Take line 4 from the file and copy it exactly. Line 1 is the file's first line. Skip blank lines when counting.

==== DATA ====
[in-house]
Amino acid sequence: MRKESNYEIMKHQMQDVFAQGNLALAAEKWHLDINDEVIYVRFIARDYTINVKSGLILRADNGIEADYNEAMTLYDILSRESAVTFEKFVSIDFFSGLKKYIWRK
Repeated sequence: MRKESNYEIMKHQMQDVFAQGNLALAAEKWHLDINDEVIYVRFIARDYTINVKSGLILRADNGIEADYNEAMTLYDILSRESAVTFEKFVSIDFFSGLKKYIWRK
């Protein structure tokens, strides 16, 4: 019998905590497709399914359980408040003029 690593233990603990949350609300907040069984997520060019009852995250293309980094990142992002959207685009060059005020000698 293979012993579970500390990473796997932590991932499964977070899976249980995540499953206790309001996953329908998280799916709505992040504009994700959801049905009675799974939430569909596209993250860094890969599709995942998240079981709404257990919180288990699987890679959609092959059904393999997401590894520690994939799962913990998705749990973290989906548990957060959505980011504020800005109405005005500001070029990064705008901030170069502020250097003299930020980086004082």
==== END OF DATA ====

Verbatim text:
């Protein structure tokens, strides 16, 4: 019998905590497709399914359980408040003029 690593233990603990949350609300907040069984997520060019009852995250293309980094990142992002959207685009060059005020000698 293979012993579970500390990473796997932590991932499964977070899976249980995540499953206790309001996953329908998280799916709505992040504009994700959801049905009675799974939430569909596209993250860094890969599709995942998240079981709404257990919180288990699987890679959609092959059904393999997401590894520690994939799962913990998705749990973290989906548990957060959505980011504020800005109405005005500001070029990064705008901030170069502020250097003299930020980086004082």